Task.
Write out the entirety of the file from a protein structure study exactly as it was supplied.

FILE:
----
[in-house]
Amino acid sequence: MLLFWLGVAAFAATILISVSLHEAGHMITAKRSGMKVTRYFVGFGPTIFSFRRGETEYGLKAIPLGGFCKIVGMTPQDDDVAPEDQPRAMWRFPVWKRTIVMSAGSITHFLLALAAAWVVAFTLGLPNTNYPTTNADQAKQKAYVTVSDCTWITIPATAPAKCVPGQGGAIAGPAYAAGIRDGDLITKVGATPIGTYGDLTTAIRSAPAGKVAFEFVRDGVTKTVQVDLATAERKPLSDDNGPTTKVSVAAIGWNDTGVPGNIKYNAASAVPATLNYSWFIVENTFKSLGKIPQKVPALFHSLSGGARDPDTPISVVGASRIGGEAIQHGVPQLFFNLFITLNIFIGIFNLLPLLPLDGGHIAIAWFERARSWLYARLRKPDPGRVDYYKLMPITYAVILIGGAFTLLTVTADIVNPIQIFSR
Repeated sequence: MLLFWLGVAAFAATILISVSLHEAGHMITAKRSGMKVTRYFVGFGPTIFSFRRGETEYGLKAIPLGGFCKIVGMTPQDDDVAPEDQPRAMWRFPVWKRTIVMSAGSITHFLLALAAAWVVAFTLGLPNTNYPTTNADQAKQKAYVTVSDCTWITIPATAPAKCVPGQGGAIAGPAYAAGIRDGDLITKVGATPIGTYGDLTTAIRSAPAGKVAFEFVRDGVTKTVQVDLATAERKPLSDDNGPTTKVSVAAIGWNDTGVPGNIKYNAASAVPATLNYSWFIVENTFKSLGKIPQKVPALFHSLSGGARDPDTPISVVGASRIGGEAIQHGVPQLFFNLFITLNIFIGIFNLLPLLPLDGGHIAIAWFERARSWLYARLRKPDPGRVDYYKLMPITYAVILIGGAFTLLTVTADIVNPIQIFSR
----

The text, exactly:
[in-house]
Amino acid sequence: MLLFWLGVAAFAATILISVSLHEAGHMITAKRSGMKVTRYFVGFGPTIFSFRRGETEYGLKAIPLGGFCKIVGMTPQDDDVAPEDQPRAMWRFPVWKRTIVMSAGSITHFLLALAAAWVVAFTLGLPNTNYPTTNADQAKQKAYVTVSDCTWITIPATAPAKCVPGQGGAIAGPAYAAGIRDGDLITKVGATPIGTYGDLTTAIRSAPAGKVAFEFVRDGVTKTVQVDLATAERKPLSDDNGPTTKVSVAAIGWNDTGVPGNIKYNAASAVPATLNYSWFIVENTFKSLGKIPQKVPALFHSLSGGARDPDTPISVVGASRIGGEAIQHGVPQLFFNLFITLNIFIGIFNLLPLLPLDGGHIAIAWFERARSWLYARLRKPDPGRVDYYKLMPITYAVILIGGAFTLLTVTADIVNPIQIFSR
Repeated sequence: MLLFWLGVAAFAATILISVSLHEAGHMITAKRSGMKVTRYFVGFGPTIFSFRRGETEYGLKAIPLGGFCKIVGMTPQDDDVAPEDQPRAMWRFPVWKRTIVMSAGSITHFLLALAAAWVVAFTLGLPNTNYPTTNADQAKQKAYVTVSDCTWITIPATAPAKCVPGQGGAIAGPAYAAGIRDGDLITKVGATPIGTYGDLTTAIRSAPAGKVAFEFVRDGVTKTVQVDLATAERKPLSDDNGPTTKVSVAAIGWNDTGVPGNIKYNAASAVPATLNYSWFIVENTFKSLGKIPQKVPALFHSLSGGARDPDTPISVVGASRIGGEAIQHGVPQLFFNLFITLNIFIGIFNLLPLLPLDGGHIAIAWFERARSWLYARLRKPDPGRVDYYKLMPITYAVILIGGAFTLLTVTADIVNPIQIFSR